Smartphones have become an integral part of our daily life now, so much so that a world without smartphones now seems inconceivable.
As technology has evolved, the use of phones has undergone a revolution. Each new version of the smartphone is equipped with better and often some mind-boggling features. Physical keypads have made way for touch screen. You can video chat with someone anywhere in the world. All you need is an internet connection on your smartphone. Apps like Google Assistant make it possible to interact with the phone through natural voice. Phones today, therefore, can perform many more functions beyond just making calls.
Apple has now taken a step ahead leaving a trail for the future with two new features in Apple Watch Series 4.
An ECG app on Apple Watch Series 4 is now available. As the first direct-to-consumer product, it helps people to take an ECG right from their wrist, whenever they experience symptoms such as rapid or missed heart beat and also share the data with their doctors.
The irregular rhythm notification feature on Apple Watch can now also monitor heart rhythms in the background and send a notification if an irregular heart rhythm is detected on five rhythm checks over a minimum of 65 minutes
According to a news release from Apple, “New electrodes built into the back crystal and Digital Crown on Apple Watch Series 4 work together with the ECG app to enable customers to take an ECG similar to a single-lead reading. To take an ECG recording at any time or following an irregular rhythm notification, users launch the new ECG app on Apple Watch Series 4 and hold their finger on the Digital Crown. As the user touches the Digital Crown, the circuit is completed and electrical signals across their heart are measured. After 30 seconds, the heart rhythm is classified as either AFib, sinus rhythm or inconclusive. All recordings, their associated classifications and any noted symptoms are stored securely in the Health app on iPhone. Users can share a PDF of the results with physicians”.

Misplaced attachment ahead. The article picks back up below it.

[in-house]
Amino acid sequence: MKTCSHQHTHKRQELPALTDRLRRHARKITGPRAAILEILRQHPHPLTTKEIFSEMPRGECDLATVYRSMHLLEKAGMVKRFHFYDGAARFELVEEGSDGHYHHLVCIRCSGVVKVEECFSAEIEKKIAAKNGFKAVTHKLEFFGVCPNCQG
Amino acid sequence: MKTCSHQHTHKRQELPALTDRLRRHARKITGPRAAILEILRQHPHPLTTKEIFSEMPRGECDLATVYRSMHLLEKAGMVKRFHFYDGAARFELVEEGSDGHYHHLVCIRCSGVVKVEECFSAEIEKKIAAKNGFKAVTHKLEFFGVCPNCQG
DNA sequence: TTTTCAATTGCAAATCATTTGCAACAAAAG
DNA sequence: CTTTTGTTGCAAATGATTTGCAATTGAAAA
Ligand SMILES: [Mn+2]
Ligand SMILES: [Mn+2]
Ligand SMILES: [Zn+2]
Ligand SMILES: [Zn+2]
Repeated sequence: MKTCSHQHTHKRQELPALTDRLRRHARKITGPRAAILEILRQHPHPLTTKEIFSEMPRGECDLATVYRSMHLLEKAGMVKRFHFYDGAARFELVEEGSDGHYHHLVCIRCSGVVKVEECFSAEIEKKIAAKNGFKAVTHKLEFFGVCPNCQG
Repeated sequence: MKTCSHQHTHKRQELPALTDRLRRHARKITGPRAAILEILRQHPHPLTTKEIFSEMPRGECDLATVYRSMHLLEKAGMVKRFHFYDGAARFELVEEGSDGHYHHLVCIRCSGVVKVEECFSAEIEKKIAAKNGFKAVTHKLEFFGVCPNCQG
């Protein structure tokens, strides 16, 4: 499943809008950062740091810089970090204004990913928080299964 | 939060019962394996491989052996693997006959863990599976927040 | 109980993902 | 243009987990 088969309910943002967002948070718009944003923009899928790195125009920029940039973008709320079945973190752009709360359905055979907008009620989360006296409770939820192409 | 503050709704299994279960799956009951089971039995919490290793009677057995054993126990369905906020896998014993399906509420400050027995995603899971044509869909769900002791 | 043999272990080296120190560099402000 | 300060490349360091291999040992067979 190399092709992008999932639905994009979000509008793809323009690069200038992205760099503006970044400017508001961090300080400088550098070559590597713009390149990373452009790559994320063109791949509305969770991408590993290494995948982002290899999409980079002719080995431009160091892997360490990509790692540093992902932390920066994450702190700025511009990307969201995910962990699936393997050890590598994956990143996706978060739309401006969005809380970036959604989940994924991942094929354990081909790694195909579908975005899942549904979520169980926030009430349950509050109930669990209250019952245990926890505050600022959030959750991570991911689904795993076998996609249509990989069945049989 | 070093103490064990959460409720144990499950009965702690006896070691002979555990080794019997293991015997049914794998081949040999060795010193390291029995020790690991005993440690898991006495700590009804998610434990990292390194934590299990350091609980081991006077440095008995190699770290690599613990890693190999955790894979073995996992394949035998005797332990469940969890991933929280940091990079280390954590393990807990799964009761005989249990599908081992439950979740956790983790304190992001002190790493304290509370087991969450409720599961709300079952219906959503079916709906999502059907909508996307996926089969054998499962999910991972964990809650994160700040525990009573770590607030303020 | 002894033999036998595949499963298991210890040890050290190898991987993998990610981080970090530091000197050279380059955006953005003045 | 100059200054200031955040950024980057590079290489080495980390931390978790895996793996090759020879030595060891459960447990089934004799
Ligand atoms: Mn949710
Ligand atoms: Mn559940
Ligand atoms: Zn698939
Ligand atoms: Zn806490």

Rhythm classification from a 12-lead ECG by a cardiologist was compared to the rhythm classification of a simultaneously collected ECG from the ECG app in around 600 participants. The ECG app on Apple Watch showed 98.3% sensitivity in classifying AFib and 99.6% specificity in classifying sinus rhythm in classifiable recordings; 87.8% of recordings could be classified by the ECG app.
In a sub-study of the Apple Heart Study, which included participants that received an irregular rhythm notification on their Apple Watch while simultaneously wearing an ECG patch, 80% showed AF on the ECG patch and 98% showed AF or other clinically relevant arrhythmias. With over 400,000 participants, the Apple Heart Study was the largest screening study on atrial fibrillation ever conducted, also making it one of the largest cardiovascular trials to date.
The ECG App and the irregular heart rhythm notification have been provided De Novo classification by the US FDA. They are available as part of a free update to watch OS 5.1.2.
Health care today has shifted from being ‘paternalistic’ to ‘patient-centric’. The patient now wants to be a part of decision making. He has literally all information related to his illness at his fingertips because he has a smartphone.
Technology has again empowered patients, who can use the App to monitor themselves for signs of AF and be alerted about the event right at the time it is occurring.
It’s a promising tool indeed, yet it needs to be used cautiously.
(Source: Medscape, Apple News)